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Hawaii small business profile

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This SmalBusiness.com Local Project entry provides a overview of small business activities in Hawaii. You can find information about a wide array of small business resources in Hawaii at the Hawaii Hub.


In Hawaii, small businesses are vital to the financial well-being of the state’s economy. Their contribution is essential for economic growth since they make up almost all employer firms in the state. As entrepreneurs and innovators, small business owners represented a diverse group in 2004 and continued to keep the state’s economy productive. The Small Business Profile provides information on the performance of small businesses in the state using the most current federal data available. This Small Business Profile was prepared by the U.S. Small Business Administration and provides information on the performance of small businesses in the state using the most current federal data available.

[edit] Number of Businesses

There were an estimated 105,242 small businesses in Hawaii in 2004. Of the 29,791 firms with employees, an estimated 96.8 percent, or 28,844, were small firms. In 2004, the estimated number of employer businesses increased by 2 percent. The number of self-employed persons (including incorporated) increased overall by 7.2 percent, from 61,537 in 2003 to 65,983 in 2004. Non-employer businesses numbered 76,398 in 2002, an increase of 1.9 percent since 2001, based on the most recent data available.
(Sources: U.S. Dept. of Labor, Employment and Training Administration; U.S. Dept. of Commerce, Census Bureau; U.S. Dept of Labor, Bureau of Labor Statistics.)

[edit] Women-Owned Businesses

In 2002 women-owned firms totaled 29,904, an increase of 16 percent from 1997, and generated $4.6 billion in revenues. Firms owned jointly by women and men numbered 13,818 with revenues of $3.6 billion. Women represented 41.4 percent of the self-employed persons in the state.
(Sources: U.S. Dept. of Labor, Bureau of Labor Statistics; U.S. Dept. of Commerce, Census Bureau.)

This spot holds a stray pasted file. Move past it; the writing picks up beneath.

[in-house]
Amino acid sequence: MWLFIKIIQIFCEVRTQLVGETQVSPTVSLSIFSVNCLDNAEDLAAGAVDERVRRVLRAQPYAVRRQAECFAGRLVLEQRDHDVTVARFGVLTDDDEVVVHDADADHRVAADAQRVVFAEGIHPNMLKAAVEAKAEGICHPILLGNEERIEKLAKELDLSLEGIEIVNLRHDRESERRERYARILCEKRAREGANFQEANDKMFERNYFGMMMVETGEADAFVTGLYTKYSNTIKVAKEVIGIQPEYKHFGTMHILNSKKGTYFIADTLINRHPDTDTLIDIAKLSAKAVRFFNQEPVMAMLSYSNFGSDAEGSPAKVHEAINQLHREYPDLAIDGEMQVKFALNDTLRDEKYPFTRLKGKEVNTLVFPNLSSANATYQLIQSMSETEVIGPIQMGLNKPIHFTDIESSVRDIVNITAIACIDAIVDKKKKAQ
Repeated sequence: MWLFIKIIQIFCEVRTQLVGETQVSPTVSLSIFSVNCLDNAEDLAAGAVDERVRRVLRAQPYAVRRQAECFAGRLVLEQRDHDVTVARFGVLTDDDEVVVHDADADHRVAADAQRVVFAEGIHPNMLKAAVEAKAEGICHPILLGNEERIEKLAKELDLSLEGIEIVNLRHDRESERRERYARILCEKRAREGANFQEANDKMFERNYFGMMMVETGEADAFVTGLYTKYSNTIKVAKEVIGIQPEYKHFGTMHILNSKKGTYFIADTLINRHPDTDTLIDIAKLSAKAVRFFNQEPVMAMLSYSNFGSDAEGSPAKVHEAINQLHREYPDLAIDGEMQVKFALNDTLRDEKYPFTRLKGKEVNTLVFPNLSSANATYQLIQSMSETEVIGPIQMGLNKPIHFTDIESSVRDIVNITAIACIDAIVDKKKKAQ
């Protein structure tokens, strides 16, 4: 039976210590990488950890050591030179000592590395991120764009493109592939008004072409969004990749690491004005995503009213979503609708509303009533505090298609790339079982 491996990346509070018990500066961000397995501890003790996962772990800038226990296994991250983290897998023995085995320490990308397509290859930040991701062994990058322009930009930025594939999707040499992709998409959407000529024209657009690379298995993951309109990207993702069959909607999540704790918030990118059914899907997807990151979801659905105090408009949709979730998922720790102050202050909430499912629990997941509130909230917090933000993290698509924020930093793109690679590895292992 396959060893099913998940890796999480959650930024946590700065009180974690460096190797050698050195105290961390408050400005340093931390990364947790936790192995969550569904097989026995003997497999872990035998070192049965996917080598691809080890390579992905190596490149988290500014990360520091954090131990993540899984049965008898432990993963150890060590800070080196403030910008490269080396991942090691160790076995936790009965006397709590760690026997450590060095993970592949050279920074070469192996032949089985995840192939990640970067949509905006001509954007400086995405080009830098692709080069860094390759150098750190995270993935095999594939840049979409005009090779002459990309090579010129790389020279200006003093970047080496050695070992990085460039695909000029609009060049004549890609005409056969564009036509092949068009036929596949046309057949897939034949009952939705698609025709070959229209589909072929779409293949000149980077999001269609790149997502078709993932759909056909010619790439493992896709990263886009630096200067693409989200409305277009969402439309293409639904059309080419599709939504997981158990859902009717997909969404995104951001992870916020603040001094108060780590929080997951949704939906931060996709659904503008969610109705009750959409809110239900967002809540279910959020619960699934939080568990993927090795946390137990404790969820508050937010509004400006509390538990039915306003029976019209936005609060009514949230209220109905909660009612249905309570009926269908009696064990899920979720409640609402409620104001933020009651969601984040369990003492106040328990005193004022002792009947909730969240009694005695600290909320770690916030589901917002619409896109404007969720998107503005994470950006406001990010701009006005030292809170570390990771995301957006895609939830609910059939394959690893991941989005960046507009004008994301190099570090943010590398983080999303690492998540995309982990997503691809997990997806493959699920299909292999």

[edit] Minority-Owned Businesses

In 2002, Hispanic-owned firms numbered 3,096, a decrease of 25 percent from 1997. Black-owned firms numbered 831, an increase of 30 percent; Asian-owned firms numbered 44,980, an increase of 3 percent; American Indian and Alaska Native-owned firms numbered 953, an increase of 108 percent; and there were 8,470 Native Hawaiian and other Pacific Islander-owned businesses.
(Source: U.S. Dept. of Commerce, Census Bureau.)

[edit] Business Turnover

There were an estimated 3,698 new employer businesses in 2004, 1.1 percent more than the previous year. Business terminations numbered 3,754 in 2004, a decrease of 6.4 percent. Business bankruptcies decreased by 34.7 percent and totaled 47 in 2004.
(Sources: U.S. Dept. of Labor, Employment and Training Administration; Administrative Office of the U.S. Courts; U.S. Dept. of Commerce, Census Bureau.)

[edit] Employment

Small firms with fewer than 500 employees numbered 24,120 in 2002 and employed 252,859 individuals, or 57.5 percent of the state’s non-farm private sector. Net job gains among firms with fewer than 20 employees totaled 3,321, while large firms with 500 or more employees lost 1,287 jobs between 2001 and 2002.
(Source: U.S. Dept. of Commerce, Census Bureau, Statistics of U.S. Businesses.)

[edit] Small Business Income

Non-farm proprietors’ income, a partial measure of small business income, increased by 6.1 percent, from $2.8 billion in 2002 to $2.9 billion in 2003.
(Source: U.S. Dept. of Commerce.)

[edit] Finance

Commercial bank lenders are an important source of small business loans, and small firms usually rely on them for financing. Over the last 10 years the number of banks in Hawaii has declined. The Office of Advocacy has identified banks in each state that make the most loans to small businesses. This information is available in its banking studies at http://www.sba.gov/advo/research/lending.html.

[edit] See also

[edit] Source